Re:B-O-O H-O-O. (0)

Anonymous Coward | about a year ago | (#45174169)

yes but, for those don't know those reasons, care to elaborate?

$$ for software (-1)

NineNine (235196) | about a year ago | (#45174001)

I'm SO happy that I pay for software. I don't have to deal with all of this open source drama bullshit, and have to worry about when somebody's temper tantrum decides to end or radically change some software that I rely on for my business. My eyes glazed over halfway through the story summary, and I really don't care.

Re:$$ for software (2, Insightful)

Anonymous Coward | about a year ago | (#45174081)

Trust me, it still happens, just behind closed doors but it at least stays internally. Problem with that is there is a hierarchy and you don't get the views from outsiders which can be refreshing in such instances.

Re:$$ for software (4, Insightful)

houstonbofh (602064) | about a year ago | (#45174087)

I'm SO happy that I pay for software. I don't have to deal with all of this open source drama bullshit, and have to worry about when somebody's temper tantrum decides to end or radically change some software that I rely on for my business. My eyes glazed over halfway through the story summary, and I really don't care.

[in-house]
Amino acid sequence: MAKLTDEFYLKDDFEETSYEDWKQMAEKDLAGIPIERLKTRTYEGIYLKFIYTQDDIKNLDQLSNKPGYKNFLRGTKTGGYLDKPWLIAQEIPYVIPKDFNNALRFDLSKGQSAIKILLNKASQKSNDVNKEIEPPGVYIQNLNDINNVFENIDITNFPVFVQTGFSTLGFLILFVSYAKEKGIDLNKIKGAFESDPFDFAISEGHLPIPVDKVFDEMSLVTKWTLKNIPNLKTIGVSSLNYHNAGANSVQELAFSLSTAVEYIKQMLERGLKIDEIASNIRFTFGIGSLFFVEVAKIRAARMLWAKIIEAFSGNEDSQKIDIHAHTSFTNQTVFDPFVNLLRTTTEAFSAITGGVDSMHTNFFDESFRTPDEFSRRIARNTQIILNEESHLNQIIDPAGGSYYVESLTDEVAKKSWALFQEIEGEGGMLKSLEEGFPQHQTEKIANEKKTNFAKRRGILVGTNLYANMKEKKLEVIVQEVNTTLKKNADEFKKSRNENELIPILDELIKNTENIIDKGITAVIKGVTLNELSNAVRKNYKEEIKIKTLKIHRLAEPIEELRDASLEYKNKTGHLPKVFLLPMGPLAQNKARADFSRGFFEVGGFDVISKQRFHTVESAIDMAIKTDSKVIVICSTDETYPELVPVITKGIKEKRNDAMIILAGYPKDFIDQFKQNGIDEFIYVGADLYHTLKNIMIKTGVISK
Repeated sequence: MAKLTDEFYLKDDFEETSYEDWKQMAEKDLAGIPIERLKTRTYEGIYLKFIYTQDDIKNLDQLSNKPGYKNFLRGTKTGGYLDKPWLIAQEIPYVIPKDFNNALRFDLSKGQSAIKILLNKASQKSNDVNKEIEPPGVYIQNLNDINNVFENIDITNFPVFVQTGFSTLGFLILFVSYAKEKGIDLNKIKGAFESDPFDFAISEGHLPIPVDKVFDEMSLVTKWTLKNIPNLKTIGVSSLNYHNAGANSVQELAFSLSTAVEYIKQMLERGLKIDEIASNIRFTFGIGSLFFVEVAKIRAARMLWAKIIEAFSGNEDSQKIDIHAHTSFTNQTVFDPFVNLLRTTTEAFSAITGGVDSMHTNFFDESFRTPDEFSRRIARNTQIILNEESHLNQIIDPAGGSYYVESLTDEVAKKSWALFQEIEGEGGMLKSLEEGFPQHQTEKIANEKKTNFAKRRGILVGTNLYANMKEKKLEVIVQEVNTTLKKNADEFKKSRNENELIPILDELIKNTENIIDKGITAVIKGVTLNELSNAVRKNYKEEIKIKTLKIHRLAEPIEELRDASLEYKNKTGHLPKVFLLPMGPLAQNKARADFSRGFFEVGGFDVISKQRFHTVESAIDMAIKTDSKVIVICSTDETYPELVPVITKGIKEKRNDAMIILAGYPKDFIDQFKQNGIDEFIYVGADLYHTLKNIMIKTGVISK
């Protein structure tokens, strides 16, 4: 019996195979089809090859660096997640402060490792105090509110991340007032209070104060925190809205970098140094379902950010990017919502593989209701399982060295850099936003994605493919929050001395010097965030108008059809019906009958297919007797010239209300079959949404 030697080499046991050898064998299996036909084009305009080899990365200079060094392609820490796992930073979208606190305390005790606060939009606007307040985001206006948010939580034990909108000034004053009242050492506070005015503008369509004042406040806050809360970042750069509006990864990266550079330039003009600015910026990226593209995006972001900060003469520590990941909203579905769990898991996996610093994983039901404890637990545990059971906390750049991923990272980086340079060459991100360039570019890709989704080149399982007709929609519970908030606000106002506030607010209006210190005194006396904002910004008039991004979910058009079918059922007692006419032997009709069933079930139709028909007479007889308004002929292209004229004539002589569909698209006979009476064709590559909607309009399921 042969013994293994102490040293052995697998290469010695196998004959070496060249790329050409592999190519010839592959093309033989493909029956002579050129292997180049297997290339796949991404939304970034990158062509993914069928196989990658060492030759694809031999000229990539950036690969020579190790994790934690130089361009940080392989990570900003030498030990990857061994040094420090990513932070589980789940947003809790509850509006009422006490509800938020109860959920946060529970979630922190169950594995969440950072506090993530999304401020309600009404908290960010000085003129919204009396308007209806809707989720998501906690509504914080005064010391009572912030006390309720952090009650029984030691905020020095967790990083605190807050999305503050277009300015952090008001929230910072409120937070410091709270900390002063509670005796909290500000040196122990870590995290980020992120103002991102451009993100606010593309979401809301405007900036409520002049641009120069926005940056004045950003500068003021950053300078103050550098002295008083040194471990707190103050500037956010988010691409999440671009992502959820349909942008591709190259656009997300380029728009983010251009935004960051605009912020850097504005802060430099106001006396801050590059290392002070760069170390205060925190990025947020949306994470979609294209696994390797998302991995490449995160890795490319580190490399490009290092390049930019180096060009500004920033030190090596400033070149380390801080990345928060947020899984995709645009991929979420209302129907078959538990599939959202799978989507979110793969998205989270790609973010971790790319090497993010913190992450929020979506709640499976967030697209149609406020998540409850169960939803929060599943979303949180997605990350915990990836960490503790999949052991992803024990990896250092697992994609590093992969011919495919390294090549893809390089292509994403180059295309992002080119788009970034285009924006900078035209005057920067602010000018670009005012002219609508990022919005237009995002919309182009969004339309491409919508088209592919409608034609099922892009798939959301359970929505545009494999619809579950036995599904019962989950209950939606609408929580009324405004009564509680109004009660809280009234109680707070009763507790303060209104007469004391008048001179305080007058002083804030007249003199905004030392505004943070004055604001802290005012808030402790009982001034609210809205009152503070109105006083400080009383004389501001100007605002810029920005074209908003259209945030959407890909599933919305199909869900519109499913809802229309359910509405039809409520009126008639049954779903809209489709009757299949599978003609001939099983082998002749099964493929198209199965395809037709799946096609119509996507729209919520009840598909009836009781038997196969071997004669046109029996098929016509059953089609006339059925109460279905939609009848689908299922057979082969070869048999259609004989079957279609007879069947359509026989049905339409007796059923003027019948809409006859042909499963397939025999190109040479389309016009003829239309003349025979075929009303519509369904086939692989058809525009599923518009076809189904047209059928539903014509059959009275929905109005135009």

I agree with you in concept, but how does Windows 8 fit in with that world view?

Re:$$ for software (2)

jones_supa (887896) | about a year ago | (#45174101)

Saying something like that is politically incorrect in Slashdot... basically the atmosphere here is "OSS or GTFO". Personally, I like your comment as it balances things a bit here.

Re: $$ for software (0)

Anonymous Coward | about a year ago | (#45174121)

Windows 8

Re:$$ for software (1, Troll)

Austrian Anarchy (3010653) | about a year ago | (#45174131)

I'm SO happy that I pay for software. I don't have to deal with all of this open source drama bullshit, and have to worry about when somebody's temper tantrum decides to end or radically change some software that I rely on for my business. My eyes glazed over halfway through the story summary, and I really don't care.